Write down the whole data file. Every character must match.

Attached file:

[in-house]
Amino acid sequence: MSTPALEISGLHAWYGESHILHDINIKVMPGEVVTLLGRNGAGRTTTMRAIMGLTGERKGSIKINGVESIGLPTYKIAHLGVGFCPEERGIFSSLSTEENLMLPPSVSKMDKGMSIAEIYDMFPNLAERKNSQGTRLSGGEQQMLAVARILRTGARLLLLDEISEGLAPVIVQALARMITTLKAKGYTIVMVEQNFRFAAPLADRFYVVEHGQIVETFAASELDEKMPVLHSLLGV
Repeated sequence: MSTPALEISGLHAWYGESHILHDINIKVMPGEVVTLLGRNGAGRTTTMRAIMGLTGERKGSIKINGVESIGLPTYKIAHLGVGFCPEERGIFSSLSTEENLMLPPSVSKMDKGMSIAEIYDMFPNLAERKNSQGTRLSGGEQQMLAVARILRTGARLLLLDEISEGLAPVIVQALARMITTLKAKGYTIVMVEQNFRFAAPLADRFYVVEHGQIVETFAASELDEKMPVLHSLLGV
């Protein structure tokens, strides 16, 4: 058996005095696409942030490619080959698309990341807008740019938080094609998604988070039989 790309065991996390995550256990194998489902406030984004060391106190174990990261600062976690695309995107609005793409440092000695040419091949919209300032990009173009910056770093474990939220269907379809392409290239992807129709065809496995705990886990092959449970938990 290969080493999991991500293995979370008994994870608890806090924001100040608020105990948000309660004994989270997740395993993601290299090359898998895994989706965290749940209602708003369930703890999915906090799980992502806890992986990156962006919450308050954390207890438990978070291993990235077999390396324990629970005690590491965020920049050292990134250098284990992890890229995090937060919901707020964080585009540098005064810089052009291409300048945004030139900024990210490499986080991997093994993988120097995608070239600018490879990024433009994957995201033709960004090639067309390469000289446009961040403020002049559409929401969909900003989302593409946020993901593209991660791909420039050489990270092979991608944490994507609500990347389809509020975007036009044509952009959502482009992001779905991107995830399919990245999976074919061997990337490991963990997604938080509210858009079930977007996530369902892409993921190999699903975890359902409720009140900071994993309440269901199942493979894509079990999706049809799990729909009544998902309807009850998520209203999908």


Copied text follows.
[in-house]
Amino acid sequence: MSTPALEISGLHAWYGESHILHDINIKVMPGEVVTLLGRNGAGRTTTMRAIMGLTGERKGSIKINGVESIGLPTYKIAHLGVGFCPEERGIFSSLSTEENLMLPPSVSKMDKGMSIAEIYDMFPNLAERKNSQGTRLSGGEQQMLAVARILRTGARLLLLDEISEGLAPVIVQALARMITTLKAKGYTIVMVEQNFRFAAPLADRFYVVEHGQIVETFAASELDEKMPVLHSLLGV
Repeated sequence: MSTPALEISGLHAWYGESHILHDINIKVMPGEVVTLLGRNGAGRTTTMRAIMGLTGERKGSIKINGVESIGLPTYKIAHLGVGFCPEERGIFSSLSTEENLMLPPSVSKMDKGMSIAEIYDMFPNLAERKNSQGTRLSGGEQQMLAVARILRTGARLLLLDEISEGLAPVIVQALARMITTLKAKGYTIVMVEQNFRFAAPLADRFYVVEHGQIVETFAASELDEKMPVLHSLLGV
């Protein structure tokens, strides 16, 4: 058996005095696409942030490619080959698309990341807008740019938080094609998604988070039989 790309065991996390995550256990194998489902406030984004060391106190174990990261600062976690695309995107609005793409440092000695040419091949919209300032990009173009910056770093474990939220269907379809392409290239992807129709065809496995705990886990092959449970938990 290969080493999991991500293995979370008994994870608890806090924001100040608020105990948000309660004994989270997740395993993601290299090359898998895994989706965290749940209602708003369930703890999915906090799980992502806890992986990156962006919450308050954390207890438990978070291993990235077999390396324990629970005690590491965020920049050292990134250098284990992890890229995090937060919901707020964080585009540098005064810089052009291409300048945004030139900024990210490499986080991997093994993988120097995608070239600018490879990024433009994957995201033709960004090639067309390469000289446009961040403020002049559409929401969909900003989302593409946020993901593209991660791909420039050489990270092979991608944490994507609500990347389809509020975007036009044509952009959502482009992001779905991107995830399919990245999976074919061997990337490991963990997604938080509210858009079930977007996530369902892409993921190999699903975890359902409720009140900071994993309440269901199942493979894509079990999706049809799990729909009544998902309807009850998520209203999908």